Canadian Employment Law Today

March 14, 2018

Focuses on human resources law from a business perspective, featuring news and cases from the courts, in-depth articles on legal trends and insights from top employment lawyers across Canada.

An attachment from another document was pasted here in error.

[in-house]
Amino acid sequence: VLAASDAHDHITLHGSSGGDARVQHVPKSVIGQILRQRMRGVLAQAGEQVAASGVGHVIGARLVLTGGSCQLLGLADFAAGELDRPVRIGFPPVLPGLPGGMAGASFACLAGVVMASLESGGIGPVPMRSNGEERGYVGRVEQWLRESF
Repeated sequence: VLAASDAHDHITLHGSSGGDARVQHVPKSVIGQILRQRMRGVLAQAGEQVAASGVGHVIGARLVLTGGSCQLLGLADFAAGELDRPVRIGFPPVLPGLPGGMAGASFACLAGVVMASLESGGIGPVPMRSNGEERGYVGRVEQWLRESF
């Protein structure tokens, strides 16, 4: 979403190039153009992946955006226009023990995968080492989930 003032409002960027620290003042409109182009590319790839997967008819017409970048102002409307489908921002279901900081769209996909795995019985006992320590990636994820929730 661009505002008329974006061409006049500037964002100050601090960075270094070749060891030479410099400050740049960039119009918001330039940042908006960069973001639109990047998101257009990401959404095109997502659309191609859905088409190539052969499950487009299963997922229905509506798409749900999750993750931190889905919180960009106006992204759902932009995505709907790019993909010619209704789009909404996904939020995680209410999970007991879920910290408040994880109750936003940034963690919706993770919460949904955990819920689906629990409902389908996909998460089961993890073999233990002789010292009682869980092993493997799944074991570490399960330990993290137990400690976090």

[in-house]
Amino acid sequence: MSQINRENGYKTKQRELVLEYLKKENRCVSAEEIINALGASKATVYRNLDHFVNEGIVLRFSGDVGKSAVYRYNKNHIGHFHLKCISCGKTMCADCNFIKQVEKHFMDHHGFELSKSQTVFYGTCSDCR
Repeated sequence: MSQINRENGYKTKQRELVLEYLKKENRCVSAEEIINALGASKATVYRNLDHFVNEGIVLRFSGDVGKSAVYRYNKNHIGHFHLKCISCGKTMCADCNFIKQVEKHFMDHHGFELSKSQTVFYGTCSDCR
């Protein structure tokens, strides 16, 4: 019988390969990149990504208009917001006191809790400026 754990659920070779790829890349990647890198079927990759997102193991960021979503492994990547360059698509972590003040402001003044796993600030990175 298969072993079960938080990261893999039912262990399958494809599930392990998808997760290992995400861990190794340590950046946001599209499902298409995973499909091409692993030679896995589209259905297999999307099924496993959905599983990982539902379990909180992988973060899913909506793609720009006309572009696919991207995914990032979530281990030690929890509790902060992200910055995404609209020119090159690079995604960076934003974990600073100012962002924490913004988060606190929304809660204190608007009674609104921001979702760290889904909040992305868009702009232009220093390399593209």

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©2018 Thomson Reuters Canada Ltd. All rights reserved. No part of this publication may be reproduced, stored in a retrieval system, or transmitted, in any form or by any means, electronic, mechanical, photocopying, recording or otherwise, without the prior written permission of the publisher. The publisher is not engaged in rendering legal, accounting or other professional advice. If legal advice or other expert assistance is required, the services of a competent professional should be sought. The analysis contained herein represents the opinion of the authors and should in no way be construed as being either official or unofficial policy of any governmental body. We acknowledge the financial support of the Government of Canada, through the Publications Assistance Program (PAP), toward our mailing costs. GST #897176350 Published biweekly 22 times a year Subscription rate: $308 per year CUSTOMER SERVICE Tel: (416) 609-3800 (Toronto) (800) 387-5164 (outside Toronto) Fax: (416) 298-5082 (Toronto) (877) 750-9041 (outside Toronto) E-mail: customersupport. Website: Thomson Reuters Canada Ltd. One Corporate Plaza 2075 Kennedy Road, Toronto, Ontario, Canada M1T 3V4 Director, Media Solutions, Canada: Karen Lorimer Publisher/Editor in Chief: Todd Humber Editor: Jeffrey R. Smith E-mail: Sales Manager: Paul Burton Email: Phone: (416) 649-9928 Emplo y ment Law Today Canad ad a ian How would you handle this case? Read the facts and see if the judge agrees YOU MAKE THE CALL 8 YOU MAKE THE CALL Did Westhaver quit his job by not co-operating with return-to-work efforts under company policy? OR Did the company wrongfully terminate his employment? IF YOU SAID the company wrongfully ter- minated Westhaver's employment, you're right. e Nova Scotia Labour Board found that Westhaver produced a note from his doctor following his surgery that placed him on medical leave and when the com- pany spoke to him he said he had to consult his doctor regarding his ability to perform modifi ed duties. Nothing in his actions or comments would lead a reasonable person to assume he intended to quit his job, said the board. In addition, the company didn't set a time- line for providing the completed abilities form from his doctor. When the company sent the ROE, Westhaver had an appoint- ment scheduled for two weeks later — there was no indication he failure to respond be- fore then was an act of wilful disobedience. And though Westhaver requested a record of employment, it was to access sick benefi ts, not end the employment relationship, said the board. e board also found Westhaver had no discipline on his record and was considered a good employee. e company never told Westhaver his job was in jeopardy or that it considered him to be in violation of the return-to-work policy. As a result, dismissal was too extreme, even if there was miscon- duct on Westhaver's part, said the board. e board determined Westhaver was dismissed without cause and ordered the company to pay him appropriate statutory pay in lieu of notice. For more information see: • Harry Freeman and Son Ltd. and Westhaver, Re, 2017 CarswellNS 348 (N.S. Lab. Bd.). A post-surgery return-to-work dispute THIS EDITION of You Make the Call features a worker who was at odds with his employer on when he should come back to work after surgery. Edward Westhaver was a maintenance worker at a Nova Scotia lumber mill operat- ed by Harry Freeman and Sons. He was hired in January 2011 and his supervisor viewed him as being a good worker. In March 2015, Westhaver injured his elbow at work. He notifi ed his supervisor about the injury and received workers' com- pensation for the missed time off work. e mill's return-to-work policy stipu- lated that the company would accommo- date modifi ed duties as transitional work for workplace injuries. Participation was man- datory depending on the employee's physi- cal capabilities, and the onus was on the em- ployee to fully co-operate. Westhaver's supervisor asked him about his ability to do various modifi ed duties and Westhaver never refused any of the work as- signed to him. e modifi ed duties involved work such as visual preventative mainte- nance, inspecting and changing saw blades, and monitoring the computer that kept track of the wear and tear on the blades. Westhaver also developed carpal tunnel syndrome (CTS) in his right hand. A sur- geon told him in May 2016 surgery could help with the CTS, so it was scheduled for the following month. e surgeon provided a note saying Westhaver needed two weeks off before the surgery. Westhaver called the mill to report his absence and the doctor faxed a note on May 25. e mill's occupational health and safety (OHS) co-ordinator and Westhaver's man- ager contacted Westhaver to say they had work that could accommodate his hand injury — involving mostly sitting or stand- ing — and there was no medical evidence to support his absence for two weeks before the surgery. However, Westhaver maintained his surgeon had put him off work. e company contacted the Workers' Compensation Board (WCB) to discuss the situation and the WCB said it didn't see any reason why Westhaver needed to be off work for two weeks prior to his surgery. Westhav- er agreed to return to work for the week be- fore his surgery. Westhaver was assigned to do fi rewatch but also found himself climbing and lugging things around, as well as preventative main- tenance. On fi rewatch, he sometimes had to jump over machines and use his arm, which he felt was a safety issue. Westhaver had his surgery on June 14. He didn't call in after his surgery to report his absence, though his surgeon put him off work for six weeks. His supervisor tried to call him, but the number he had was outdat- ed and he wasn't able to contact him. On June 29, Westhaver's family doctor faxed a medical note dated June 12 indicat- ing Westhaver would be on sick leave until Sept. 19. e OHS co-ordinator looked up recovery times for CTS on the Internet, which seemed to be one to one-and-one- half months, and wondered why Westhaver would need three months to recover. e company contacted Westhaver to off er him modifi ed duties, but Westhaver said he needed to consult his doctor. He also asked for a record of employment (ROE) for sick benefi ts, but the company said there was no reason to issue one. On July 14, the company sent Westhaver a letter saying it had modifi ed duties available within his abilities. It also said it needed an abilities form completed by his doctor or, al- ternatively, a letter of resignation after which it could issue an ROE. ere was no response so on Aug. 3, the company issued Westhaver an ROE indicating he had quit. Westhaver fi led a labour standards complaint for dismissal without notice.